Polk Supervisors could go Republican, per analysis
Newly proposed districts for Polk County Supervisors and a sour political environment for Democrats may be enough for the GOP to pick up a seat in November's election and win majority control of the board.
Details: That's according to J. Miles Coleman, associate editor of Sabato's Crystal Ball at the University of Virginia Center for Politics, who conducted an analysis on district voters following an inquiry this week from Axios.
Why it matters: Polk County is a longtime stronghold for Iowa Democrats who have held control of the supervisors for decades and currently have a 3-2 majority on the board.
- A change in the majority makeup could have significant influence on local spending and policy decisions.
Driving the news: Newly proposed maps for Polk's five supervisor districts were published this week by the Iowa Legislative Services Agency.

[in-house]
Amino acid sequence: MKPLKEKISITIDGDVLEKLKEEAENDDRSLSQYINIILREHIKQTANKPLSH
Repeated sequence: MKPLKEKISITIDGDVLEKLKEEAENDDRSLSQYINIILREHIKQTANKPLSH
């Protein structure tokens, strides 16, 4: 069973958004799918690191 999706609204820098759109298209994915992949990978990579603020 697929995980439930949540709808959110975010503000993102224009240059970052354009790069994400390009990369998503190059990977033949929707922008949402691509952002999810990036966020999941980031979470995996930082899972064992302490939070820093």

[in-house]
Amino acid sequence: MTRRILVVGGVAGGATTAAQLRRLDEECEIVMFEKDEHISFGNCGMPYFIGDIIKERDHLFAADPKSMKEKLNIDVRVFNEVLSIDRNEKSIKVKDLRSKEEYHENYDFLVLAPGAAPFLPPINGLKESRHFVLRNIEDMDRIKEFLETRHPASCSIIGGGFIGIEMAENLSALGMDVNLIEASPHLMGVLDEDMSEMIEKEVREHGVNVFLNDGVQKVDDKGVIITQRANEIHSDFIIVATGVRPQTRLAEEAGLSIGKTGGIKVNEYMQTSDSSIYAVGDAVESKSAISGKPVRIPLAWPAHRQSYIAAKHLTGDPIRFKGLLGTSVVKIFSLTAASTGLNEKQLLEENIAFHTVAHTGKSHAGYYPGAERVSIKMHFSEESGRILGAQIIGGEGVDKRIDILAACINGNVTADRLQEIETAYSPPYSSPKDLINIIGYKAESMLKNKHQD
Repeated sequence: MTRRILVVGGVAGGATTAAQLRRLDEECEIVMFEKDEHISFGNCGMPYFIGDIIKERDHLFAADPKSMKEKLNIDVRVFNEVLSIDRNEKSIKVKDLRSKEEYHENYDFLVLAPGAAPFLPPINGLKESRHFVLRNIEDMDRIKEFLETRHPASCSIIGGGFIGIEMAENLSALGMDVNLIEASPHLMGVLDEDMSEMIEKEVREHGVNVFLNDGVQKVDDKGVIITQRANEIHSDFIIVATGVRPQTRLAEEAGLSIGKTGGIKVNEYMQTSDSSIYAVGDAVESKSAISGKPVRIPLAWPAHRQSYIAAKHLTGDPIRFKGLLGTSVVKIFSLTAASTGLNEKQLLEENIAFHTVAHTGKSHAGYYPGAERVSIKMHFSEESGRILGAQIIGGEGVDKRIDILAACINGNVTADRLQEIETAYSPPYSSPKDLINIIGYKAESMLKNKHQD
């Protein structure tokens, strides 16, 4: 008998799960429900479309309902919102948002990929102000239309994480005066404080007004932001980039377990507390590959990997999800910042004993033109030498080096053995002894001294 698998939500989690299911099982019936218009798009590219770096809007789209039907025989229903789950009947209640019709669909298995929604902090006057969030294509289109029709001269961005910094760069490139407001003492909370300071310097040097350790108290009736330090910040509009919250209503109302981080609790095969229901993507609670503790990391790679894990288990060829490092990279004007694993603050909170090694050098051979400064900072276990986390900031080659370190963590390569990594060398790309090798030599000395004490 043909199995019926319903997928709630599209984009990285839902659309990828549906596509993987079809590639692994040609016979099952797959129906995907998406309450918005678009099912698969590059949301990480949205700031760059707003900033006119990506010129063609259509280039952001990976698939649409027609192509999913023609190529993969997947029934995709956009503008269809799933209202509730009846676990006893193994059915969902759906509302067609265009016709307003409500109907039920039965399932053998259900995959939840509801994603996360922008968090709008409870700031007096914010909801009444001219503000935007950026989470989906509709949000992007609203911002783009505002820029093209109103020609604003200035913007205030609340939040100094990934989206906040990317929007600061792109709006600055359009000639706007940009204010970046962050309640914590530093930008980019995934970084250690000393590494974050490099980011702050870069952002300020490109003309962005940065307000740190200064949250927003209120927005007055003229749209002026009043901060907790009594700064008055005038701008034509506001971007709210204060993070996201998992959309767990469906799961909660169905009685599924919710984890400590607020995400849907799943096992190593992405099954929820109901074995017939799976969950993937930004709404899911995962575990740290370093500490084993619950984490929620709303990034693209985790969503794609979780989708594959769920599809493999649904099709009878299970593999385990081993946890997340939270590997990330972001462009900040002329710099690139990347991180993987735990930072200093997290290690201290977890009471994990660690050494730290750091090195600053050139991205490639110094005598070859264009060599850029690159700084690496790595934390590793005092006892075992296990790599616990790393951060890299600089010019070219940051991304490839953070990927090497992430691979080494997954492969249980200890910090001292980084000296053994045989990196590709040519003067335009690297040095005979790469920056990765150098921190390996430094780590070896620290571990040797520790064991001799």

- Supervisors' chairperson Angela Connolly, a Democrat, is in the same district — No. 2 — as vice chair Robert Brownell, a Republican, under the proposal, setting the possibility for a race between two well-established incumbents.
- A public hearing on the redistricting proposals is slated for next Monday. Supervisors will approve or reject the proposed map on Tuesday.
What they found: President Biden won in 2020 by single digits in the proposed No. 2 and No. 4 districts — those on the county's northwest and southeast corners.
- County-level politics can still be parochial, but those districts would likely be labeled as "toss ups" if the same voter makeup was in a congressional district, Coleman said.
What they're saying: It's too early to assess the odds because the proposed maps could be redrawn, Gloria Mazza, chair of the Polk County Republicans, told Axios yesterday.
- DSM's southside remains a Democratic stronghold and party leaders are confident about the district that includes Grimes, Johnston and Urbandale, Polk County Democratic chairperson Sean Bagniewski said.
Of note: This is the first redistricting cycle where the nonpartisan Legislative Services Agency is handling the redrawing of Polk's supervisor districts.
A county-appointed commission previously drew the maps, which some Republican lawmakers criticized as "corrupt, corrosive and clearly illegitimate."
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